The historic Protestant wager that Christian faith and theology are established and governed sola scriptura sui ipsius interpres—by ‘scripture alone as it interprets itself’—trades upon a dogmatic account of scripture that authorises and demands the practice of a specific form of Sachkritik. If what Paul called ‘the gospel of God’ (1 Thes: 2:2; Rom 1:1) is the material centre [Sache] of the New Testament witness, then it must serve as the discrimen of a Christian construal and reading of the Scriptures as a whole. The creaturely service and disservice of biblical texts qua Scripture will then be appreciated with primary reference to their constitutive relation to this material centre. This view, I suggest, (1) makes sustained argument concerning the Sache of the biblical witness the proper and primary business of a Christian doctrine of Scripture, and (2) funds critical questions concerning approaches to the ‘theological exegesis of Scripture’ determined by more formal or ecclesiastical commitments to a ‘canonical principle’ or the valorisation of ‘pre-modern hermeneutics’.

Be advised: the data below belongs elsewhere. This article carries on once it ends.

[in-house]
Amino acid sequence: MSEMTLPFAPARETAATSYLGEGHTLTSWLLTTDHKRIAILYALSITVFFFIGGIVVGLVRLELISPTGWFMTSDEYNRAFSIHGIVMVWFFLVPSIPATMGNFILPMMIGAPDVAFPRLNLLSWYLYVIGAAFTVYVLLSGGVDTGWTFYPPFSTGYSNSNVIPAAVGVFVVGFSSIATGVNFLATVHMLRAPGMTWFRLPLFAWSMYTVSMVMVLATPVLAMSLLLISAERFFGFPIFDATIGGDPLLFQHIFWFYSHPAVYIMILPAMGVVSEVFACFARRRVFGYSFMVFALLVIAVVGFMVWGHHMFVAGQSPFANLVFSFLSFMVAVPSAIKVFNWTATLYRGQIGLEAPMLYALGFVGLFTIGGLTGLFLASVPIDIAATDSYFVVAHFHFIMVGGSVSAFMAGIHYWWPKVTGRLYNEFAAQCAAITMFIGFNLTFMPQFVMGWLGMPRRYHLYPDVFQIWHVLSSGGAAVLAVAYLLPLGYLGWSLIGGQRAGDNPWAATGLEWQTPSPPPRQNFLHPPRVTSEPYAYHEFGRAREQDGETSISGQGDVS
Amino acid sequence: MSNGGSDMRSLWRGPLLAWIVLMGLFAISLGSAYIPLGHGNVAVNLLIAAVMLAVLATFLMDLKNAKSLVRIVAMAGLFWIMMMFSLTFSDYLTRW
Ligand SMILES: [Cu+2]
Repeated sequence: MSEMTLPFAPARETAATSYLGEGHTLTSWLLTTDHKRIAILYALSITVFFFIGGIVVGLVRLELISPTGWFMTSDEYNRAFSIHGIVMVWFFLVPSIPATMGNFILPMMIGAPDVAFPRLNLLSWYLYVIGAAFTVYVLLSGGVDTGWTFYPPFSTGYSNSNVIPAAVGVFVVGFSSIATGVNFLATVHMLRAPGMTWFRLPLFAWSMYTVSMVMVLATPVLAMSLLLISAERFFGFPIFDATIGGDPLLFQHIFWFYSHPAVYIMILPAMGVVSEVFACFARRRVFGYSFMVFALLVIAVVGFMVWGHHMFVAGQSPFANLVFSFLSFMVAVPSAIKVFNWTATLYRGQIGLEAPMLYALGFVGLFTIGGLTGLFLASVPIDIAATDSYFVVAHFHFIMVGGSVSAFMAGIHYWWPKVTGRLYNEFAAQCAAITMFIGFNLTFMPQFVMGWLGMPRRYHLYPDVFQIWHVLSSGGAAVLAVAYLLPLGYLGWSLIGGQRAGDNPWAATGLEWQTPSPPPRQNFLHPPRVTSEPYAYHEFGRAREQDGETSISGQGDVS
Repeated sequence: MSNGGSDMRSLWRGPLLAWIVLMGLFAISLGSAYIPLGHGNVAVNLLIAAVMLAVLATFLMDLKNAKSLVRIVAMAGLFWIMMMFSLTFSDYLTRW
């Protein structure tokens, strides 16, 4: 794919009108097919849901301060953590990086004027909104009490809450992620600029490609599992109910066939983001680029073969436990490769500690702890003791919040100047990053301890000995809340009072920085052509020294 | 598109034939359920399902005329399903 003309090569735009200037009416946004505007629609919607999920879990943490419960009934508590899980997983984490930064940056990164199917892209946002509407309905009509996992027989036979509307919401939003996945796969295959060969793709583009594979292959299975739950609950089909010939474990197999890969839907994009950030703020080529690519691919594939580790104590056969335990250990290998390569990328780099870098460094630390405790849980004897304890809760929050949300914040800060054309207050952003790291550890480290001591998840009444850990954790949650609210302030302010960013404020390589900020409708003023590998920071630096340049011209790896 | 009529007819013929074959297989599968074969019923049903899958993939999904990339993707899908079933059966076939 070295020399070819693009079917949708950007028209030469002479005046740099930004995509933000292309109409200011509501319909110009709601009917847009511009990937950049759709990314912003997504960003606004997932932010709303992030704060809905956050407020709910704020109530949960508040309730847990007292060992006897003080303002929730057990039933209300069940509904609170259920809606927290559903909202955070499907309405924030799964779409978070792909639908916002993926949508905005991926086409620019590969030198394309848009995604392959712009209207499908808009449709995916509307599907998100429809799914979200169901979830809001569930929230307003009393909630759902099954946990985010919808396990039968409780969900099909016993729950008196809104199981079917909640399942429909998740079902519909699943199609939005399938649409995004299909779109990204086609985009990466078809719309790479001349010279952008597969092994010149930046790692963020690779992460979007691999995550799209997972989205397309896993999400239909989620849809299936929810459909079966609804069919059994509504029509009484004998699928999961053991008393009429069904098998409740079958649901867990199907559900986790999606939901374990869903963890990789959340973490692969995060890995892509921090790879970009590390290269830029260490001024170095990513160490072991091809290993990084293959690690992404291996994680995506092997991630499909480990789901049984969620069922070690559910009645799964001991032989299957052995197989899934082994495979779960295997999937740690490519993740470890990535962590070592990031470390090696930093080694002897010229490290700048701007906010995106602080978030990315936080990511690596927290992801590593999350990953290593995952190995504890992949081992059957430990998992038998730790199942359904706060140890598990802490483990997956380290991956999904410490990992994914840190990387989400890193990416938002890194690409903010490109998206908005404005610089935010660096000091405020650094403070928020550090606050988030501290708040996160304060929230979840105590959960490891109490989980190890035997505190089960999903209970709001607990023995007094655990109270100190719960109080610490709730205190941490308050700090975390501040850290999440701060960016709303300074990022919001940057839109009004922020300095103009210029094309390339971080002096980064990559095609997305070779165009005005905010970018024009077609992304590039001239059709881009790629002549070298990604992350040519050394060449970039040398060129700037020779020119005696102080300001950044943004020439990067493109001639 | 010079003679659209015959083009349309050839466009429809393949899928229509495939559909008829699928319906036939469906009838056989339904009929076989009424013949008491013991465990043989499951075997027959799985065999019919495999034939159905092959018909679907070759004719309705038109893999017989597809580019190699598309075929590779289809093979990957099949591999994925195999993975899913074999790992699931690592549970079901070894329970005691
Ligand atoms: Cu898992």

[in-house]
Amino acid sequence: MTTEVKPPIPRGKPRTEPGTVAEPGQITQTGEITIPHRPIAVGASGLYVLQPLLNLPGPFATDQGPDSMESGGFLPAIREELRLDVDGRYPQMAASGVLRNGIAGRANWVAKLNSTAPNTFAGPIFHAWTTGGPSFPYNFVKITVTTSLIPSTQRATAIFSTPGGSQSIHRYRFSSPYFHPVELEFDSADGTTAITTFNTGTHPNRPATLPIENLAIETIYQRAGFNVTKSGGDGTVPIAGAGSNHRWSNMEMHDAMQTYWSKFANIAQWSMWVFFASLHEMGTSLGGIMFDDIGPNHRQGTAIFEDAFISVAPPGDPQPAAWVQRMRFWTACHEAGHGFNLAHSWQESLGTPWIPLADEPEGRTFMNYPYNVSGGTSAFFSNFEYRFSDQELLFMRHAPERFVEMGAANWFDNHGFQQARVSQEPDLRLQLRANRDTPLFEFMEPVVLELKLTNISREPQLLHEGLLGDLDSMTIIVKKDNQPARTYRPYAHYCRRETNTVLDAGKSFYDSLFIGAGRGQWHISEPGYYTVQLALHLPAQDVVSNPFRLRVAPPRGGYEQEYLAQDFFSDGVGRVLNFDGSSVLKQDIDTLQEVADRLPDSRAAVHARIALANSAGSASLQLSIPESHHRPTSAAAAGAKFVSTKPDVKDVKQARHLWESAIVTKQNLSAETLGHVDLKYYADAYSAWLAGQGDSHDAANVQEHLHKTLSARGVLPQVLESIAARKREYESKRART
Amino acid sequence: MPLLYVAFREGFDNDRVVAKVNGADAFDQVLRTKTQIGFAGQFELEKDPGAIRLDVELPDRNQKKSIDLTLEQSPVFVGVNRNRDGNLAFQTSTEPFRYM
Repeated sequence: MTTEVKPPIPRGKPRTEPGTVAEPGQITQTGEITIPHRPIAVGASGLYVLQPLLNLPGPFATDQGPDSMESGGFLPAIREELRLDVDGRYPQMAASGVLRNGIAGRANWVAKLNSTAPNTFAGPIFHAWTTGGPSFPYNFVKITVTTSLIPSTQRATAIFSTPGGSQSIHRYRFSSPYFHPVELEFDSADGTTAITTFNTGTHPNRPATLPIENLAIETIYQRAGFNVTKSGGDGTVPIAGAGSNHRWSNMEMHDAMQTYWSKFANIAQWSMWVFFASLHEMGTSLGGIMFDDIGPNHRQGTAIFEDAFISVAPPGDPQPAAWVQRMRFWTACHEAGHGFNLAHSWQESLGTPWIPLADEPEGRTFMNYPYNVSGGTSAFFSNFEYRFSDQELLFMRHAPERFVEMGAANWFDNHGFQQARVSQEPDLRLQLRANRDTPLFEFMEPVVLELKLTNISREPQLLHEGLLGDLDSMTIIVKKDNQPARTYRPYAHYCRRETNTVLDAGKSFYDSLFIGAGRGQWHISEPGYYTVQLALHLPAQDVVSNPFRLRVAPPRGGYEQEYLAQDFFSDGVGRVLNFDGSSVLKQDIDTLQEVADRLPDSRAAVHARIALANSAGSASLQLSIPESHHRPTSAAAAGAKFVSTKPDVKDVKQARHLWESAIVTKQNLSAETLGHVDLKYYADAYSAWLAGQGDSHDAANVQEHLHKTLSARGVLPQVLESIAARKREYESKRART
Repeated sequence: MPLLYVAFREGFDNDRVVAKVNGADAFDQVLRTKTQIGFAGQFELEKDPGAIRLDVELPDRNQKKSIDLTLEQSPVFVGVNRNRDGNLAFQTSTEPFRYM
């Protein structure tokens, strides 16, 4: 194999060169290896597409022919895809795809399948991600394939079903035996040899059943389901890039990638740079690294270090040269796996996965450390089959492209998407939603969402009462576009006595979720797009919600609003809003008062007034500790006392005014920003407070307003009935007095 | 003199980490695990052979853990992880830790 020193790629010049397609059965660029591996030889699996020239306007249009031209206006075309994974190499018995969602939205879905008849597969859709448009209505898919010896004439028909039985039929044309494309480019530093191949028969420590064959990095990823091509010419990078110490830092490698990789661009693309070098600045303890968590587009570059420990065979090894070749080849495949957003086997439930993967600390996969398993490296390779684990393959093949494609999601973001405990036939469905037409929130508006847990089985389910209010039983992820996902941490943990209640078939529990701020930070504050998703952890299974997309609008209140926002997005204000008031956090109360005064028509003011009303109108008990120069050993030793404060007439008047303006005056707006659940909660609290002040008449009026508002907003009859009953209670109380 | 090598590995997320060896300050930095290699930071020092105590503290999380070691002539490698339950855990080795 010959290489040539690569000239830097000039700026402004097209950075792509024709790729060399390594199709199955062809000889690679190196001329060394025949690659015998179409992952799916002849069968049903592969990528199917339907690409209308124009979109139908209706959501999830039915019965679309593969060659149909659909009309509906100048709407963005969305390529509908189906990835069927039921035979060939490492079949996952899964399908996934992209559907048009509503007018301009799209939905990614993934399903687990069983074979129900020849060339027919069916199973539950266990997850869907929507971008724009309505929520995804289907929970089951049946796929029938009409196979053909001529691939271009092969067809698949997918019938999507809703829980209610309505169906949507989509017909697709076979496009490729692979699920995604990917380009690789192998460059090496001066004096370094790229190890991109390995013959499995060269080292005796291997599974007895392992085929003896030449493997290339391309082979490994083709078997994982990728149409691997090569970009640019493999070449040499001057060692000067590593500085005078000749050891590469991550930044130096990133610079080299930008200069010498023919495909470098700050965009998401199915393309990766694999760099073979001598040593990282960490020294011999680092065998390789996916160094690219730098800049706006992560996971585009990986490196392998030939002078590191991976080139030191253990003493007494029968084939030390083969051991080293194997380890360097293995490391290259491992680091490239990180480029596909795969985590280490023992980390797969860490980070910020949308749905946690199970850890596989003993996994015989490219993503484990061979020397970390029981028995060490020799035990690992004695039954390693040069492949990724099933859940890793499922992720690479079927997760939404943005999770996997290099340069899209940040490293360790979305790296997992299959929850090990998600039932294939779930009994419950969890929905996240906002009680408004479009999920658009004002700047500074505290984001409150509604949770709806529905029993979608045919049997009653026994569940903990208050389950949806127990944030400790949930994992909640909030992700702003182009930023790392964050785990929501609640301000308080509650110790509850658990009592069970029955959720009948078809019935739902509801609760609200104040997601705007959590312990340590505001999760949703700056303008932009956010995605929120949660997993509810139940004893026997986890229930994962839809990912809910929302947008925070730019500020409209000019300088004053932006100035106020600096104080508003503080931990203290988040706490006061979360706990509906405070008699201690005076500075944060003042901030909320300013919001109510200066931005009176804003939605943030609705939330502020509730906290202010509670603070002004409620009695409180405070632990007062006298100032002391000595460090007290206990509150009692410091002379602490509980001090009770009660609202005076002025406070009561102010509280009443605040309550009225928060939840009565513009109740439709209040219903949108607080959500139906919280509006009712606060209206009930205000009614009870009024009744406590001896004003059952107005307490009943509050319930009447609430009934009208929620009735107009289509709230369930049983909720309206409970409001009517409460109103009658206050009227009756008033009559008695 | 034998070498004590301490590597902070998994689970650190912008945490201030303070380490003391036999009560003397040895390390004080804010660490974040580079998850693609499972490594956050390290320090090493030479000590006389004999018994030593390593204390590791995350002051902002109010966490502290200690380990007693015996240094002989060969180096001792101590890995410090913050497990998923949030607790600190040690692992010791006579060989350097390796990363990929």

Matthew Novenson, University of Edinburgh, ‘How to Name a Testament’
As Brevard Childs, in particular, emphasised, the existence of a two-Testament Christian Bible is prima facie obvious and simple but, upon reflection, theologically vexing. Recent discussion (especially, for the purposes of this paper: Elizabeth Schüssler Fiorenza, Notger Slenczka, Hal Taussig, Andy Stanley, and Laura Nasrallah, with some backward glances to Schleiermacher and Harnack) has seen a cluster of problems around the choice of names for the two corpora traditionally called the Old and New Testaments. This paper discusses the various arguments for and against the labels old, new, Jewish, Christian, scripture, testament, and more. It is argued that the very ancient terms “Old Testament” and “New Testament,” certain liabilities notwithstanding, are better than any of the recent alternatives on offer.
Erin Heim, Wycliffe Hall, Oxford, respondent